The word ‘courses’ is now extremely ‘vieux chapeau’, according to leading edge e-learning commentator Clark N Quinn. Writing for the eLearning Guild’s website, Quinn argues that, for all the sophistication of our technology, our view of learning has not really changed. In an era of semantic web, augmented reality, virtual worlds and more, we are still talking about ‘courses’. Yet, in business, our goals are not learning but, rather, improving performance. And courses – particularly the ‘event’ model for courses – are one of the worst ways to go about achieving learning for performance.
Quinn goes on to say that ‘we need to review recent advances in technology to ascertain the new capabilities they can provide for learning – and then we can revisit how people think and perform. We need to look at models such as spaced practice, social learning, meta-learning, and distributed cognition. With these new technologies and these ways of thinking, we can envision and deliver a richer learning experience that will lead to persistent change in abilities. And that persistent change in our ability to do, is, and has to be, our goal.’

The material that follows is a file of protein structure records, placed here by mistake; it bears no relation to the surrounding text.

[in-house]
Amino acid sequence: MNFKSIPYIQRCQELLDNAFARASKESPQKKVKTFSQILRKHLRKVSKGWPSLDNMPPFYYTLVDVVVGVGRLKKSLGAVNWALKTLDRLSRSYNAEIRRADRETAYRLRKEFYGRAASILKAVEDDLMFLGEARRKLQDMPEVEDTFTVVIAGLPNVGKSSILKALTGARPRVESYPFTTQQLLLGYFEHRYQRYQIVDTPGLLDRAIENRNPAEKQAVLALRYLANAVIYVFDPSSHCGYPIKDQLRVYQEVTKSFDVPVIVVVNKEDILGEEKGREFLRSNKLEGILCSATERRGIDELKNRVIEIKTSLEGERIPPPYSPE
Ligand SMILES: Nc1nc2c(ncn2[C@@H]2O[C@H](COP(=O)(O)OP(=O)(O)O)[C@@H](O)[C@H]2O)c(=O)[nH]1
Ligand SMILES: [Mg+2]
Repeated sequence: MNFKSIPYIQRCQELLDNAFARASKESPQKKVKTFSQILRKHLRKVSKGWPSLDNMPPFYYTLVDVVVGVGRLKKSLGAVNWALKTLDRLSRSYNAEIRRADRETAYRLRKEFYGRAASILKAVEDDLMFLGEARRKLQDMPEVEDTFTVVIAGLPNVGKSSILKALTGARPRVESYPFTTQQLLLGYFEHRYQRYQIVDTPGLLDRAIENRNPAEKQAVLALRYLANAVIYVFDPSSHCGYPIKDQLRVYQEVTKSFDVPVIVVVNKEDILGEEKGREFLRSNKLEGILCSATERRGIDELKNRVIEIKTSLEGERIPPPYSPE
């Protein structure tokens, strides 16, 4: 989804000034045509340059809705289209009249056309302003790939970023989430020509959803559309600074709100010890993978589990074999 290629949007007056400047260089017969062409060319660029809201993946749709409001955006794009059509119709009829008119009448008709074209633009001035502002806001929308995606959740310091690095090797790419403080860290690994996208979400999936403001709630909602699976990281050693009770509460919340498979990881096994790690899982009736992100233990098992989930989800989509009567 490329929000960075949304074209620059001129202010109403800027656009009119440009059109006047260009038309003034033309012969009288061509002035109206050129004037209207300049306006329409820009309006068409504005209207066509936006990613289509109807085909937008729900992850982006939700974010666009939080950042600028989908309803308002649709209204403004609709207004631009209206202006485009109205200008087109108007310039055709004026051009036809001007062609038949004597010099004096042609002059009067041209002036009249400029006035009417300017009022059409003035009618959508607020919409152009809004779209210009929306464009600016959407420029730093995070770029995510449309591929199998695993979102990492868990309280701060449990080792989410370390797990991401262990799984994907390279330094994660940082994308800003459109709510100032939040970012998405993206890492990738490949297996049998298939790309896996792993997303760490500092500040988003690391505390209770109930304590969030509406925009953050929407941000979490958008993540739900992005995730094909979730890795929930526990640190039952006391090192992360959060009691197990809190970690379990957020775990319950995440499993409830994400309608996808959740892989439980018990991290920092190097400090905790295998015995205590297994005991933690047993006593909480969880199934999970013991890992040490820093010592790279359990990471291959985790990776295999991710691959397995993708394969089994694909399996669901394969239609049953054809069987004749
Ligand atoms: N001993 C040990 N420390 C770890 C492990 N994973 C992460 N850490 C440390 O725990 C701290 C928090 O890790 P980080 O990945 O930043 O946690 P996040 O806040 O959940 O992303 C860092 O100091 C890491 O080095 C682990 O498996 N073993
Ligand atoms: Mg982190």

Comment: The demise of the ‘course’ had to happen. It was only a matter of time. The difficulty is what noun can we use to describe ‘a variable amount of learning and performance support material which is probably delivered electronically in some form’? We can all agree that a ‘course’ is not the correct term – not least, as Quinn says, because courses have no direct, provable link to achieving business goals, whereas at least some of this electronically delivered material does.
Has anyone got any ideas? Whatever the answer is, if it wants to be a credible term with ‘real people’ (for example, business leaders), it can’t include the term ‘e’-anything; nor can it include ‘learning’.